2The abovementioned authors, identify another type of internet banking services, namely corporate banking, which involves the provision of banking solutions for large entities and institutions. It is characterised by complex functionality, which enables the integration and automatic exchange of data with a customer’s accounting system, and at the same time provides multilevel access and an expanded system of accepting transactions. It requires installation of dedicated software on a customer’s computer for communication with the banking service. Corporate banking servicesinclude offerings by banks that take into account the specific requirements of enterprises and institutions, and may include: enabling multiple users to access relevant systems at the same time, with hierarchical validation of transactions; automation of accounting operations and exchange of data with an organisation’s systems; settlement of accounts with counterparties, including foreign companies operating in a the multi-branch structure; and the ability to use the services of more than one bank. Expanded functional systems distinguish this type of electronic banking from that which is dedicated to individual clients.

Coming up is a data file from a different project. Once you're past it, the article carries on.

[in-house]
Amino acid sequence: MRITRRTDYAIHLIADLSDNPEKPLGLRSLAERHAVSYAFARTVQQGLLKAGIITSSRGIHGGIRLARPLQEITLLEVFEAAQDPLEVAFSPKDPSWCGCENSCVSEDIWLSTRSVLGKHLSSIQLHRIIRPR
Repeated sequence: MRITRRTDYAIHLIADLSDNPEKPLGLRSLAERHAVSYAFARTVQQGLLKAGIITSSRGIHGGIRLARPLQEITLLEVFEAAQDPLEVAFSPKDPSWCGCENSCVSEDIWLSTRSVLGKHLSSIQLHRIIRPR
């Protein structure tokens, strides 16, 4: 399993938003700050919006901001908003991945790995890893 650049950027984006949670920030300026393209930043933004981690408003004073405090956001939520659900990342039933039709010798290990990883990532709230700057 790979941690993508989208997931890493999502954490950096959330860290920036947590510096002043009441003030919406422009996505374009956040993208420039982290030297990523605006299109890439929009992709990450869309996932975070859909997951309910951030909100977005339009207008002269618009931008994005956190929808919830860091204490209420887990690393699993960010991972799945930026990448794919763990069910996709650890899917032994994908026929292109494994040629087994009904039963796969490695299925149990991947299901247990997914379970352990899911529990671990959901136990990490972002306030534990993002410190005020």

An example of an internet portal dedicated to the financial management of large organisations, is BusinessNet offered by the BPH bank. The portal is instantaneous and has unlimited access to banking products. It allows customers to manage their finances at anytime and from anywhere in the world. It provides contact with the bank through quick and also secure communication channels. Numerous functionalities allow customers online access to: current financial information; data about accounts and orders for electronic bank statements in PDF format; search and selection operations based on selected criteria; and access to current banking information, such as current exchange rates, deposit rates, economic information, etc. Saving time through the portal allows customers to make contact with the bank anywhere in the world and at anytime. It permits access to banking products and services within a single, modern channel access. It allows the automatic exchange of information between the portal and: Enterprise Resource Planning systems, financial accounting information, Human Resources and payroll systems, as well as exported and imported data. Electronic banking for organisations is also fully secure through a secure login to the system and the use of modern information technology. In this portal, users can determine the Internet Protocol address that has accessed the system and the time of use of BusinessNet by individual users. Information security and flexible permissions management functionalities (through the “user manager”) allows: control and management of user privileges; advanced approval of transfer patterns by mapping complex signature specimen cards; authorizations; orders for qualified certificates that identify the sender that undeniably proves their identity;  and both security and technical infrastructure.